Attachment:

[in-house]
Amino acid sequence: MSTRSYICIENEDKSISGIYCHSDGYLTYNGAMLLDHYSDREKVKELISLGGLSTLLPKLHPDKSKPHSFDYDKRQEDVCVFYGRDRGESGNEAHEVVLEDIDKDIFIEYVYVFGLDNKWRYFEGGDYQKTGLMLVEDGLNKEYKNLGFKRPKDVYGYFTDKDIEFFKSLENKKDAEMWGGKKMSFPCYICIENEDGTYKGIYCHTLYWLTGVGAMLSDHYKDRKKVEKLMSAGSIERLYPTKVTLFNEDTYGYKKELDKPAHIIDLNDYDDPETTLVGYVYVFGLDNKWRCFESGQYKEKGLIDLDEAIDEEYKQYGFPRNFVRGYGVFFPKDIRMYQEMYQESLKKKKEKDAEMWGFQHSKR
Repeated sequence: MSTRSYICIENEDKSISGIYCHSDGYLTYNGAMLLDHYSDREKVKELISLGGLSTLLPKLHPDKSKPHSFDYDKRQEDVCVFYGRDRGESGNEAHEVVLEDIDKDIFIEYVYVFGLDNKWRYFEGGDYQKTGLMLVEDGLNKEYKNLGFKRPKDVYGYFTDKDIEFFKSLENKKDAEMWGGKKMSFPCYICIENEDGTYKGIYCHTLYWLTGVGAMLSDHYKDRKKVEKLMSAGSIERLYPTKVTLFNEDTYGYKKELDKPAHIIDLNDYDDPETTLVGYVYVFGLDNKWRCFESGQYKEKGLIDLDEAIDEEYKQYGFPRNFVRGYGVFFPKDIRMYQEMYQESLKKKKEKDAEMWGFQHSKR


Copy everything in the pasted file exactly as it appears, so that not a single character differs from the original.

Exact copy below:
[in-house]
Amino acid sequence: MSTRSYICIENEDKSISGIYCHSDGYLTYNGAMLLDHYSDREKVKELISLGGLSTLLPKLHPDKSKPHSFDYDKRQEDVCVFYGRDRGESGNEAHEVVLEDIDKDIFIEYVYVFGLDNKWRYFEGGDYQKTGLMLVEDGLNKEYKNLGFKRPKDVYGYFTDKDIEFFKSLENKKDAEMWGGKKMSFPCYICIENEDGTYKGIYCHTLYWLTGVGAMLSDHYKDRKKVEKLMSAGSIERLYPTKVTLFNEDTYGYKKELDKPAHIIDLNDYDDPETTLVGYVYVFGLDNKWRCFESGQYKEKGLIDLDEAIDEEYKQYGFPRNFVRGYGVFFPKDIRMYQEMYQESLKKKKEKDAEMWGFQHSKR
Repeated sequence: MSTRSYICIENEDKSISGIYCHSDGYLTYNGAMLLDHYSDREKVKELISLGGLSTLLPKLHPDKSKPHSFDYDKRQEDVCVFYGRDRGESGNEAHEVVLEDIDKDIFIEYVYVFGLDNKWRYFEGGDYQKTGLMLVEDGLNKEYKNLGFKRPKDVYGYFTDKDIEFFKSLENKKDAEMWGGKKMSFPCYICIENEDGTYKGIYCHTLYWLTGVGAMLSDHYKDRKKVEKLMSAGSIERLYPTKVTLFNEDTYGYKKELDKPAHIIDLNDYDDPETTLVGYVYVFGLDNKWRCFESGQYKEKGLIDLDEAIDEEYKQYGFPRNFVRGYGVFFPKDIRMYQEMYQESLKKKKEKDAEMWGFQHSKR